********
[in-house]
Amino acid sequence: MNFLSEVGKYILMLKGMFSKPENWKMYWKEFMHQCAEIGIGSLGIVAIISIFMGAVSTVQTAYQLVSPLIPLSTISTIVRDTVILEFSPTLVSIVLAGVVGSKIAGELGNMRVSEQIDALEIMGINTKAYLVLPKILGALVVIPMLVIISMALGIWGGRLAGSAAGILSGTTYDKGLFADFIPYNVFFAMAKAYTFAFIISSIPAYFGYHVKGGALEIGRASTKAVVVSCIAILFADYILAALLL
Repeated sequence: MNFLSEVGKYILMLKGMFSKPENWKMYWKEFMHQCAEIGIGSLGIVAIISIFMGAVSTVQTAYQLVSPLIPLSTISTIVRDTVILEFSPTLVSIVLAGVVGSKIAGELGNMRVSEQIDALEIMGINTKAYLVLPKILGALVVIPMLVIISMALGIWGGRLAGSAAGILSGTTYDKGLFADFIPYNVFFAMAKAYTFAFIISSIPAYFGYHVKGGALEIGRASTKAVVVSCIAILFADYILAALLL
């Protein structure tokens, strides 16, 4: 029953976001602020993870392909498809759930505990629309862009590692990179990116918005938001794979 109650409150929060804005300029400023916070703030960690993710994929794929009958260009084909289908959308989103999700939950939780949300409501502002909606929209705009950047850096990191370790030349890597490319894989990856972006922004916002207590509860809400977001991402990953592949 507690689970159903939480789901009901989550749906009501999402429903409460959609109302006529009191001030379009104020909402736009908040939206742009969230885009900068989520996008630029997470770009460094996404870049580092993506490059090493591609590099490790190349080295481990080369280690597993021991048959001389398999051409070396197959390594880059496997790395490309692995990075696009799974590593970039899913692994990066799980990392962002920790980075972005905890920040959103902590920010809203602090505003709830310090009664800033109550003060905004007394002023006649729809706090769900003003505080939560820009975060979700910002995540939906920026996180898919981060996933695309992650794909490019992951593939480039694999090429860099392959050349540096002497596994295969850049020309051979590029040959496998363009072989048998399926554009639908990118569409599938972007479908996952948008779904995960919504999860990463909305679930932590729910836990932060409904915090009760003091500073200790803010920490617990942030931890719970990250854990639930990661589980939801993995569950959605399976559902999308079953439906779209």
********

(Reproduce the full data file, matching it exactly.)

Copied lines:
[in-house]
Amino acid sequence: MNFLSEVGKYILMLKGMFSKPENWKMYWKEFMHQCAEIGIGSLGIVAIISIFMGAVSTVQTAYQLVSPLIPLSTISTIVRDTVILEFSPTLVSIVLAGVVGSKIAGELGNMRVSEQIDALEIMGINTKAYLVLPKILGALVVIPMLVIISMALGIWGGRLAGSAAGILSGTTYDKGLFADFIPYNVFFAMAKAYTFAFIISSIPAYFGYHVKGGALEIGRASTKAVVVSCIAILFADYILAALLL
Repeated sequence: MNFLSEVGKYILMLKGMFSKPENWKMYWKEFMHQCAEIGIGSLGIVAIISIFMGAVSTVQTAYQLVSPLIPLSTISTIVRDTVILEFSPTLVSIVLAGVVGSKIAGELGNMRVSEQIDALEIMGINTKAYLVLPKILGALVVIPMLVIISMALGIWGGRLAGSAAGILSGTTYDKGLFADFIPYNVFFAMAKAYTFAFIISSIPAYFGYHVKGGALEIGRASTKAVVVSCIAILFADYILAALLL
């Protein structure tokens, strides 16, 4: 029953976001602020993870392909498809759930505990629309862009590692990179990116918005938001794979 109650409150929060804005300029400023916070703030960690993710994929794929009958260009084909289908959308989103999700939950939780949300409501502002909606929209705009950047850096990191370790030349890597490319894989990856972006922004916002207590509860809400977001991402990953592949 507690689970159903939480789901009901989550749906009501999402429903409460959609109302006529009191001030379009104020909402736009908040939206742009969230885009900068989520996008630029997470770009460094996404870049580092993506490059090493591609590099490790190349080295481990080369280690597993021991048959001389398999051409070396197959390594880059496997790395490309692995990075696009799974590593970039899913692994990066799980990392962002920790980075972005905890920040959103902590920010809203602090505003709830310090009664800033109550003060905004007394002023006649729809706090769900003003505080939560820009975060979700910002995540939906920026996180898919981060996933695309992650794909490019992951593939480039694999090429860099392959050349540096002497596994295969850049020309051979590029040959496998363009072989048998399926554009639908990118569409599938972007479908996952948008779904995960919504999860990463909305679930932590729910836990932060409904915090009760003091500073200790803010920490617990942030931890719970990250854990639930990661589980939801993995569950959605399976559902999308079953439906779209």